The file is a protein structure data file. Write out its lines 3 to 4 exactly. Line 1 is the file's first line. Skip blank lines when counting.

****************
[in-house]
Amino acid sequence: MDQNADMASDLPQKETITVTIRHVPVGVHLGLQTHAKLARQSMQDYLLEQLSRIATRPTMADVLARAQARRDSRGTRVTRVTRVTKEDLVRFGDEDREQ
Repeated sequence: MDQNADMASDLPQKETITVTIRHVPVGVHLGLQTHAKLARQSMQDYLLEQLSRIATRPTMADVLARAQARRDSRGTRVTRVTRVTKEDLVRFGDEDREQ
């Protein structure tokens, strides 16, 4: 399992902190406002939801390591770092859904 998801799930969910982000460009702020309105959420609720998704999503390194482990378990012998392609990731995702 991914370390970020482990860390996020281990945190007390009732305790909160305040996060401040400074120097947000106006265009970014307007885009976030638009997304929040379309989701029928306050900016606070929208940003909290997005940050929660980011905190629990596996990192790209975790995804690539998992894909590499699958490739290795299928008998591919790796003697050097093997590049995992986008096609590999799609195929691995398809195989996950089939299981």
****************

Repeated sequence: MDQNADMASDLPQKETITVTIRHVPVGVHLGLQTHAKLARQSMQDYLLEQLSRIATRPTMADVLARAQARRDSRGTRVTRVTRVTKEDLVRFGDEDREQ
């Protein structure tokens, strides 16, 4: 399992902190406002939801390591770092859904 998801799930969910982000460009702020309105959420609720998704999503390194482990378990012998392609990731995702 991914370390970020482990860390996020281990945190007390009732305790909160305040996060401040400074120097947000106006265009970014307007885009976030638009997304929040379309989701029928306050900016606070929208940003909290997005940050929660980011905190629990596996990192790209975790995804690539998992894909590499699958490739290795299928008998591919790796003697050097093997590049995992986008096609590999799609195929691995398809195989996950089939299981």